One local Stateline business is threatening to leave Illinois if the increase becomes law. Meanwhile a minimum-wage worker tells me she has to take out a bank loan just to make ends meet. Rachel Bittenbender makes minimum wage at the subway sandwich shop where she works in Dixon, “I work about 38 hours a week which feels like so much. But then when it comes time to like start paying the bills and get everything caught up, it's like, where did it all go? I feel like I should be doing better than this… I had to move back in with my mother because i just couldn't afford a place on my own."
But like with any other polarizing issue, there's another side. John Smithline, owner of Guerilla Graffix in Rockford, has over 100 employees on his payroll and says only about 10 percent of them make minimum wage. So an increase really shouldn't affect the company, right? He says, “You have people that have been here for a period of time that make ten dollars an hour...and suddenly you're gonna bring someone in off the street that absolutely nothing has absolutely no skills of any kind or anything and pay them more than those people are getting."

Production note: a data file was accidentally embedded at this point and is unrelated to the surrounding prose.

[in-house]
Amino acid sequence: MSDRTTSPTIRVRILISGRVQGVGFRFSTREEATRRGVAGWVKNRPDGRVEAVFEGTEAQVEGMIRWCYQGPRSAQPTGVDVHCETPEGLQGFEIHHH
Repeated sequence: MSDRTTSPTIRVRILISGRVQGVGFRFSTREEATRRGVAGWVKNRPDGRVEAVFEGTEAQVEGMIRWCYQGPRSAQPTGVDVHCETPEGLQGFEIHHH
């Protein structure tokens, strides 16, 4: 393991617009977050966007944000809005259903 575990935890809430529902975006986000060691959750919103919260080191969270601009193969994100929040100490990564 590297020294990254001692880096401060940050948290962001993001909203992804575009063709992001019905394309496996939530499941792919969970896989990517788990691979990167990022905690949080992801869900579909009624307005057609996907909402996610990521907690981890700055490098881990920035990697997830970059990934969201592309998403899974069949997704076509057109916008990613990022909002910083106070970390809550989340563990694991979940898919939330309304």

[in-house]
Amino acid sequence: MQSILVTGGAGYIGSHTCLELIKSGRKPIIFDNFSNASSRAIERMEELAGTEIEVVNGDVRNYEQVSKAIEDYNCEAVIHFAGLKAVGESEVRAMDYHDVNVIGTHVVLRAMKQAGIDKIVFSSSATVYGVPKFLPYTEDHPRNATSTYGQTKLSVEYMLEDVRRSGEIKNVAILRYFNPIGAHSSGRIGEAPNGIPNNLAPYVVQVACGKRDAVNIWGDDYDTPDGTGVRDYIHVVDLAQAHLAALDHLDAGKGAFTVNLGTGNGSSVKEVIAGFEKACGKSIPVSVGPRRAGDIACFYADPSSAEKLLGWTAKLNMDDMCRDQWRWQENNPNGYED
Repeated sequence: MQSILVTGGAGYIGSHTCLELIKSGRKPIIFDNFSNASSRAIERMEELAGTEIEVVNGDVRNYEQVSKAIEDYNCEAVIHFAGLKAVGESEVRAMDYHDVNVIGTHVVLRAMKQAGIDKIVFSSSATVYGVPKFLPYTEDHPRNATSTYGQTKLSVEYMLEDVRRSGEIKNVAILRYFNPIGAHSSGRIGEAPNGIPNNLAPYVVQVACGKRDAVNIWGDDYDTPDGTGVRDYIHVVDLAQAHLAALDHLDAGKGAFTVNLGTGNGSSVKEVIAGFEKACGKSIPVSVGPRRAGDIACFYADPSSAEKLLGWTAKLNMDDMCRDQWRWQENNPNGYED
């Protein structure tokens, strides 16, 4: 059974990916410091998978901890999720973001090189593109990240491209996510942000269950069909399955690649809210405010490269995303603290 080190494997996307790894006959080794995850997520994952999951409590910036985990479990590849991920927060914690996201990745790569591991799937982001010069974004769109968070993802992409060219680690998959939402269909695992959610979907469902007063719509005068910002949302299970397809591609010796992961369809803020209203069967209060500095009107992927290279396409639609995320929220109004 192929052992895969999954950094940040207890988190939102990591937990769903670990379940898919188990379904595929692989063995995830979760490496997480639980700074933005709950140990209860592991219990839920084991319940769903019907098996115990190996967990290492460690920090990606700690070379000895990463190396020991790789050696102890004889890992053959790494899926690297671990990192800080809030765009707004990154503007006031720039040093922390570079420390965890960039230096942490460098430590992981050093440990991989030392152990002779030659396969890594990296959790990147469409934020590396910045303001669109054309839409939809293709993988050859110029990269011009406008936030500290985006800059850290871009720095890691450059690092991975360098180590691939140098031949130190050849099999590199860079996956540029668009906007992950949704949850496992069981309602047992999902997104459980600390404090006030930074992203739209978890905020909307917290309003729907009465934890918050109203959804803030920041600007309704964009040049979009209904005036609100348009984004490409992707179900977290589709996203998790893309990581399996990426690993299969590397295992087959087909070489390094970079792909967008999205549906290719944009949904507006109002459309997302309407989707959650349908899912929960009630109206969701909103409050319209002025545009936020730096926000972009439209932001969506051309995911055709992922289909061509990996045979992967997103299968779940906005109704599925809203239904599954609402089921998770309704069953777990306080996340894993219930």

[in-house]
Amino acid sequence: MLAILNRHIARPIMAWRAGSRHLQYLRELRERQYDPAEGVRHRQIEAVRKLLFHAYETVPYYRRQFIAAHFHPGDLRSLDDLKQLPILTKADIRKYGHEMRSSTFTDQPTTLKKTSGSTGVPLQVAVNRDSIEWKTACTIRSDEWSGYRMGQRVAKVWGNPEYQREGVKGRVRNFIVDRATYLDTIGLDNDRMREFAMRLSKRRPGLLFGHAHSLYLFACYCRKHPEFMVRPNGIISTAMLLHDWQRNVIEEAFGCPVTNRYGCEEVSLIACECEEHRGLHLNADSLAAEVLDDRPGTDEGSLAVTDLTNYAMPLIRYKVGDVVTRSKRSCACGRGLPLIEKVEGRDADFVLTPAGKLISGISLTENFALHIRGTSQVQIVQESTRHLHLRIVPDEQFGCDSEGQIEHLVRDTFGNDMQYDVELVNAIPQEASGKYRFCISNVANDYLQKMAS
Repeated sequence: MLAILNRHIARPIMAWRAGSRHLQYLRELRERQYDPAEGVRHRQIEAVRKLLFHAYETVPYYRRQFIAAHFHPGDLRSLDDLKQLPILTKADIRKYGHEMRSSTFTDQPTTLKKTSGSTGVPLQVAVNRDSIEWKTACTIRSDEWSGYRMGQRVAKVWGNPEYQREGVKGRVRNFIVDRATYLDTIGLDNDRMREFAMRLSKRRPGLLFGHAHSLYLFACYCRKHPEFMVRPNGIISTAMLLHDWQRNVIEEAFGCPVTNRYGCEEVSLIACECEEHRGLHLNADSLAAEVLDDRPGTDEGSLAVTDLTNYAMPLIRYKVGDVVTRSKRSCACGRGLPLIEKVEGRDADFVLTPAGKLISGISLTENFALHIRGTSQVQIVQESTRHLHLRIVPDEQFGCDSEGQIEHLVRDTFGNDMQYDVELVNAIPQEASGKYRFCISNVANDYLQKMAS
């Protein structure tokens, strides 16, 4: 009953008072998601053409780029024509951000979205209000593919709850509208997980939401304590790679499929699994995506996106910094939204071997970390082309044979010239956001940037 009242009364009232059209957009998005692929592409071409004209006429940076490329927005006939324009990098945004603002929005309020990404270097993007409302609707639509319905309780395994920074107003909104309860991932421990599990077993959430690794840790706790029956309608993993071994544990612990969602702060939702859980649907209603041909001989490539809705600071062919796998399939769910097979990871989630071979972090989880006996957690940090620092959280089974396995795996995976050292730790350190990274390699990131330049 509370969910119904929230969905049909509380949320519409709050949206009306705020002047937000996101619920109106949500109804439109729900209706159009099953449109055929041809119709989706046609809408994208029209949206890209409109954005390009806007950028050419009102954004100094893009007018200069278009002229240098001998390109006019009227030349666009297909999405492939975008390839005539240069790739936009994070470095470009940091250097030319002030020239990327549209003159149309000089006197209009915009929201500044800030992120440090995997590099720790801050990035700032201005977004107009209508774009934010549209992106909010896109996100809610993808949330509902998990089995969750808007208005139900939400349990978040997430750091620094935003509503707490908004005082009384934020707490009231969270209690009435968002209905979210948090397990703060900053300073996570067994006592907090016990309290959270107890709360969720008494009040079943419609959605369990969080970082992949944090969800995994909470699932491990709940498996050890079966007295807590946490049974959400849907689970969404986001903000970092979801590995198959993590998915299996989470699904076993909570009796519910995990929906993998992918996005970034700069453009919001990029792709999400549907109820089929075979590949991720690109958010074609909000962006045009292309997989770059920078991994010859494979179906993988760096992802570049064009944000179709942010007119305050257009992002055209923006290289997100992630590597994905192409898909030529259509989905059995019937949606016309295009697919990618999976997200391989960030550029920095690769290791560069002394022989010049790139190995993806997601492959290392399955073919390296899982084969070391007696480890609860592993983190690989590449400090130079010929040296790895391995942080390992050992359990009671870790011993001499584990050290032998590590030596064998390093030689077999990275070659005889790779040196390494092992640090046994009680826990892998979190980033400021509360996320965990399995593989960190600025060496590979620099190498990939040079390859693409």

And paying everyone more may help those that are already employed. But Smithline says it won't create jobs, “Manufacturers such as myself will either go much more sophisticated equipment and eliminate jobs...or we will go out of state or off shore just like everyone else has."
But he really doesn't want to resort to that, “We would like to stay here. Our homes are here, our kids are established in the school systems."
However, Bittenbender thinks local businesses will adjust to a potential increase and that everyone will profit, “We can create more jobs for the other businesses because then more people will like...be able to purchase more things, be able to shop more."